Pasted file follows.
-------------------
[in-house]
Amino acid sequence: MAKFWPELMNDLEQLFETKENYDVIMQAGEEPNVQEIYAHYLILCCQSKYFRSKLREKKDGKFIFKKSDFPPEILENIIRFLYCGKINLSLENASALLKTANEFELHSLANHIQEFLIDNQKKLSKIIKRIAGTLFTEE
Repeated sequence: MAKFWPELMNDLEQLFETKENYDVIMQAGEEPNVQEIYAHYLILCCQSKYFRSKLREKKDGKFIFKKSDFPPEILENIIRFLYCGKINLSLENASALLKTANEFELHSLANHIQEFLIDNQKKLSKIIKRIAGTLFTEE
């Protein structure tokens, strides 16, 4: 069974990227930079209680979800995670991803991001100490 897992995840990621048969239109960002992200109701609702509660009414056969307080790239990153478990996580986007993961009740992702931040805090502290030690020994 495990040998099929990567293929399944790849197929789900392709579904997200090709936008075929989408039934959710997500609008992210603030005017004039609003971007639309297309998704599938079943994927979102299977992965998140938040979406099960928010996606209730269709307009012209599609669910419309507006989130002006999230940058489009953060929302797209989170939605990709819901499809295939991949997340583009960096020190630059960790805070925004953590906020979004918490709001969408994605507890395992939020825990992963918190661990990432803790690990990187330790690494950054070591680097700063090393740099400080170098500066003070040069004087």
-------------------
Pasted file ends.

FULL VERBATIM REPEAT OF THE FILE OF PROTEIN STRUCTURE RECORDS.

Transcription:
[in-house]
Amino acid sequence: MAKFWPELMNDLEQLFETKENYDVIMQAGEEPNVQEIYAHYLILCCQSKYFRSKLREKKDGKFIFKKSDFPPEILENIIRFLYCGKINLSLENASALLKTANEFELHSLANHIQEFLIDNQKKLSKIIKRIAGTLFTEE
Repeated sequence: MAKFWPELMNDLEQLFETKENYDVIMQAGEEPNVQEIYAHYLILCCQSKYFRSKLREKKDGKFIFKKSDFPPEILENIIRFLYCGKINLSLENASALLKTANEFELHSLANHIQEFLIDNQKKLSKIIKRIAGTLFTEE
């Protein structure tokens, strides 16, 4: 069974990227930079209680979800995670991803991001100490 897992995840990621048969239109960002992200109701609702509660009414056969307080790239990153478990996580986007993961009740992702931040805090502290030690020994 495990040998099929990567293929399944790849197929789900392709579904997200090709936008075929989408039934959710997500609008992210603030005017004039609003971007639309297309998704599938079943994927979102299977992965998140938040979406099960928010996606209730269709307009012209599609669910419309507006989130002006999230940058489009953060929302797209989170939605990709819901499809295939991949997340583009960096020190630059960790805070925004953590906020979004918490709001969408994605507890395992939020825990992963918190661990990432803790690990990187330790690494950054070591680097700063090393740099400080170098500066003070040069004087």